On July 11, 2017, the Sri Lankan navy was conducting operations nine miles out to sea and spotted something surprising: an elephant swimming in the deep ocean.
Elephants are actually excellent swimmers for land animals, using their powerful legs to propel themselves forward and breathing through their trunk. But they aren’t true endurance swimmers or deepwater experts.
According to Avinash Krishnan, a research officer for conservation group A Rocha who spoke to the Guardian, swimming out nine miles isn’t horribly rare for elephants. But saltwater bothers their skin and they burn a lot of energy while swimming, making rescue necessary.
Luckily for the little pachyderm, the Sri Lankan sailors were happy to assist. They used ropes, divers, and their ships to pull the elephant close to shore over the course of a 12-hour rescue.Oddly enough, this wasn’t an isolated event. The very next week, the navy spotted two elephants in distress 1.5 miles from the coast. The animals were barely keeping their trunks above water when a patrol craft spotted them. They were also rescued by boats pulling them to shore with ropes attached by divers.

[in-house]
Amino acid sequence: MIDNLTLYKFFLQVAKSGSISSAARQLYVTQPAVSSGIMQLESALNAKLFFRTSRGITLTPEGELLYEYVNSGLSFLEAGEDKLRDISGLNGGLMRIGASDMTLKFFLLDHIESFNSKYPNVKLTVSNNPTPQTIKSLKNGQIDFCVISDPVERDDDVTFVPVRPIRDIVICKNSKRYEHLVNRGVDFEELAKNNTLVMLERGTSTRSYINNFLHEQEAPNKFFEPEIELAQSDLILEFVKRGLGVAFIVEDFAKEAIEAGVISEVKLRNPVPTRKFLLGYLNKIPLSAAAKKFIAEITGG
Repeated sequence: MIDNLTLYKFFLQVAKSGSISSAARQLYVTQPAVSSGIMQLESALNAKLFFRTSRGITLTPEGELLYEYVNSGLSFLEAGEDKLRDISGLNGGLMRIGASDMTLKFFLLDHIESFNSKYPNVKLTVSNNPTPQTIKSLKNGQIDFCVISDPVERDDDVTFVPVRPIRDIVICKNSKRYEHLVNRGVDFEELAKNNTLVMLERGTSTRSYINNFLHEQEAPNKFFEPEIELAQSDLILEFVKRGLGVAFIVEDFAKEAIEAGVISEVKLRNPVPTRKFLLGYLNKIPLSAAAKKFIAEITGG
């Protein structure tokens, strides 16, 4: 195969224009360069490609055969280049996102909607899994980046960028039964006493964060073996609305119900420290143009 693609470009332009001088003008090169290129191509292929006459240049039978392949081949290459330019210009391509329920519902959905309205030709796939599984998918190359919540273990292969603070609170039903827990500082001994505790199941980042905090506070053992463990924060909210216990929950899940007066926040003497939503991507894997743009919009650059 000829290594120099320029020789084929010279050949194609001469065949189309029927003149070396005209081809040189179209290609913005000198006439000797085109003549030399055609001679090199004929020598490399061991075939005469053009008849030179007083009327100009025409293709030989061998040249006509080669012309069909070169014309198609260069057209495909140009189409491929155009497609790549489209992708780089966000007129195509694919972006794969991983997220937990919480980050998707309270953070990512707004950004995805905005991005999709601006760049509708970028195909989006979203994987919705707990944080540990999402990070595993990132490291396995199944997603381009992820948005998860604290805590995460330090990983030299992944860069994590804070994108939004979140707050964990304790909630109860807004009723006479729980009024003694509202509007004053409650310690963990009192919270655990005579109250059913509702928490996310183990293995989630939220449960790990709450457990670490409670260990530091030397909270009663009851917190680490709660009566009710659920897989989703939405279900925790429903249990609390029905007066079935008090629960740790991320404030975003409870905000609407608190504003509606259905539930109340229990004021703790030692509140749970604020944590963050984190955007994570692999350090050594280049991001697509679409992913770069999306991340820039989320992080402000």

In 1831, King Louis Philippe of France expanded his country’s military by establishing a service branch made up of mostly foreigners: the French Foreign Legion. Immediately after its creation, the Foreign Legion recruited fighters from Switzerland, Germany, and other countries to protect and expand the French colonial empire. Despite the Foreign Legion’s involvement in most of France’s wars since being established, the French don’t get too bummed about their losses. Let’s just say it’s complicated.
We just heard how the U.S. Army’s top general wants to put lasers, rail guns and all kinds of high-tech wizbangery on the service’s next-generation tank.